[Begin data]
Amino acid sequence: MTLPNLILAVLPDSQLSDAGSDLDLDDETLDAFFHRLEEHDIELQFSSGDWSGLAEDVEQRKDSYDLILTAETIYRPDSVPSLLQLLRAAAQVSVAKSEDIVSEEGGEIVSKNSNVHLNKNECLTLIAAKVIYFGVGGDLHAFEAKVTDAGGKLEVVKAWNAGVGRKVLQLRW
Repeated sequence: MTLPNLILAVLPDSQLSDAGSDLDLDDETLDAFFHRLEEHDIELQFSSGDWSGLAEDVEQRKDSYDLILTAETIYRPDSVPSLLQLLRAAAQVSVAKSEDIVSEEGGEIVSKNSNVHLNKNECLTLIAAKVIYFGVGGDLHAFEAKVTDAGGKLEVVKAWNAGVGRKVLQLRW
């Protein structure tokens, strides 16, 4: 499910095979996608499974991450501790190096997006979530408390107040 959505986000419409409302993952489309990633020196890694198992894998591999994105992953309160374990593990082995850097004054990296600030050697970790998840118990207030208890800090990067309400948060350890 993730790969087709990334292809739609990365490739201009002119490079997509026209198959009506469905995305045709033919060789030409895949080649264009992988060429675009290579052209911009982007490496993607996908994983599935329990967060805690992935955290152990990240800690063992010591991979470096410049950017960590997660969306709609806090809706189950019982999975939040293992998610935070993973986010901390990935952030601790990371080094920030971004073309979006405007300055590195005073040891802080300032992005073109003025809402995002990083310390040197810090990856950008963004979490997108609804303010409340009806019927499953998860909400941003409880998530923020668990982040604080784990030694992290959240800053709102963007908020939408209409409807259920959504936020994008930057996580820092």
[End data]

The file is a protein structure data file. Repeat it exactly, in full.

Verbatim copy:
Amino acid sequence: MTLPNLILAVLPDSQLSDAGSDLDLDDETLDAFFHRLEEHDIELQFSSGDWSGLAEDVEQRKDSYDLILTAETIYRPDSVPSLLQLLRAAAQVSVAKSEDIVSEEGGEIVSKNSNVHLNKNECLTLIAAKVIYFGVGGDLHAFEAKVTDAGGKLEVVKAWNAGVGRKVLQLRW
Repeated sequence: MTLPNLILAVLPDSQLSDAGSDLDLDDETLDAFFHRLEEHDIELQFSSGDWSGLAEDVEQRKDSYDLILTAETIYRPDSVPSLLQLLRAAAQVSVAKSEDIVSEEGGEIVSKNSNVHLNKNECLTLIAAKVIYFGVGGDLHAFEAKVTDAGGKLEVVKAWNAGVGRKVLQLRW
């Protein structure tokens, strides 16, 4: 499910095979996608499974991450501790190096997006979530408390107040 959505986000419409409302993952489309990633020196890694198992894998591999994105992953309160374990593990082995850097004054990296600030050697970790998840118990207030208890800090990067309400948060350890 993730790969087709990334292809739609990365490739201009002119490079997509026209198959009506469905995305045709033919060789030409895949080649264009992988060429675009290579052209911009982007490496993607996908994983599935329990967060805690992935955290152990990240800690063992010591991979470096410049950017960590997660969306709609806090809706189950019982999975939040293992998610935070993973986010901390990935952030601790990371080094920030971004073309979006405007300055590195005073040891802080300032992005073109003025809402995002990083310390040197810090990856950008963004979490997108609804303010409340009806019927499953998860909400941003409880998530923020668990982040604080784990030694992290959240800053709102963007908020939408209409409807259920959504936020994008930057996580820092």